Most of us approached storytelling through rhymes. The first stories we have been told as kids were probably poems. Why do kids love poems? Are rhymes important for the child development? Indeed, they are.
“Experts in literacy and child development have discovered that if children know eight
nursery rhymes by heart by the time they’re four years old, they’re usually among the
best readers by the time they’re eight.”
[Fox, M. (2001). Reading Magic. San Diego, CA: Harcourt.]
1) Language Development:
Rhymes make it easier for kids to learn new words. Learning new words appears effortless, because the rhytmical structure of the stanzas creates a familiar context for unfamiliar words. Moreover, reading rhymes aloud or repeating rhymes helps them practice pitch, voice inflection, and volume. It may seem trivial to a grown up, but the level of coordination required to master all the variables of voice is extremely complex.
“Poetry provides a relaxed and pleasent way for students to practice language skills”
Source: Nancy L. Hadaway, Sylvia M. Vardell and Terrell A. Young. The Reading Teacher Vol. 54, No. 8, Embracing Pluralism Worldwide, Part 2: Classrooms in the U.S. (May, 2001), pp. 796-806
2) Physical Development
This brings us to the impact of rhymes on physical development. Breath coordination, tongue and mouth movements, are made easier by the musical structure of the rhyme. Rhymes create a perfect environment for children, because it looks like right things happen easily. Rhymes help you understand when you need to breath, and for how long, with no need of theory of explanation. The physical awareness developed through rhymes can be naturally applied to prose as the kids grow older.
“Phonemic Awareness is the ability to hear, identify, and use the individual sounds or phonemes in spoken words.
Helping children understand rhyming is one key skill of phonemic awareness” (Block & Israel, 2005)
3) Cognitive Development
Through rhymes and poems, children understand that there are words which are similar in sound but with different meanings. They learn what a pattern is, and become capable of recognizing patterns. They understand, through patterns, what a sequence is. They have fun memorizing rhymes, thus practicing their memory both linked to audio and visual events. (Listening to someone reading rhymes, or reading themselves). Memory, patterns, and sequences are also extremely helpful for approaching math and new languages.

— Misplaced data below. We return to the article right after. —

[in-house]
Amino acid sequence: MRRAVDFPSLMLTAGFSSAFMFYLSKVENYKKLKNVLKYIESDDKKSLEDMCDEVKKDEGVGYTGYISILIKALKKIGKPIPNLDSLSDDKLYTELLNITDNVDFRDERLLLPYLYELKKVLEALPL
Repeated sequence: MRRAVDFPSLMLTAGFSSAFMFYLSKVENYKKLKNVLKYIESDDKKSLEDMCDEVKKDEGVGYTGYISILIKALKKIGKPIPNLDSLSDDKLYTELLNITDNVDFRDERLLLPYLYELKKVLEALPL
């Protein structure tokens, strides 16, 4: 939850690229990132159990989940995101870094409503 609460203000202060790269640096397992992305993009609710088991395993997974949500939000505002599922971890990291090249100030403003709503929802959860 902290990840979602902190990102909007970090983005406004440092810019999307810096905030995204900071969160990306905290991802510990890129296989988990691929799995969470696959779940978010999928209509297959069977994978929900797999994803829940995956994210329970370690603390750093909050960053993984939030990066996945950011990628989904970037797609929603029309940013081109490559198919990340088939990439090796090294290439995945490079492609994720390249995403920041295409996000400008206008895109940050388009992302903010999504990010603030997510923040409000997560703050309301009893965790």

“Working with teachers in sharing poetry across the curriculum have shown us that students need to practice developing their oral fluency and that they find poetry a particularly unintimidating and fun way to do it “
(Hadaway, Vardell & Young, 2001)
4) Social/Emotional Development
This is a dimension that we particularly care about. Our apps‘ goal is to help kids not only to become passionate and proficient readers, but also to know more about themselves, and about their emotions. We want them to be able to establish healthy relationships with kids and grown ups around them. Rhymes encourage kids’ sense of humor, and sharing rhymes with their family creates space for inside jokes, and for an emotional attachment to the stories kids read together with their parents. When children feel lonely, or need comfort, they can easily recall the rhymes they shared with their parents and feel cherished, also if they’re not with their family in that exact moment.
For Valentine’s day, we featured “Romeo and Juliet” in rhymes on Timbuktu Magazine. It’s an ironic, interactive version of William Shakespeare’s tragedy that will give you a great opportunity to discover this timeless story with your kids, to have fun learning the rhymes, and to change its finale to a much happier one! Here’s how the story begins:
One day, in the streets of a city
Well known for being savage and pretty
Two gangs made a very big mess,
that caused all their neighbors distress.
The Prince of Verona declared:
“Just stop now or, well, be prepared.
I’ll kill those who will break the peace,
all fight must immediately cease!”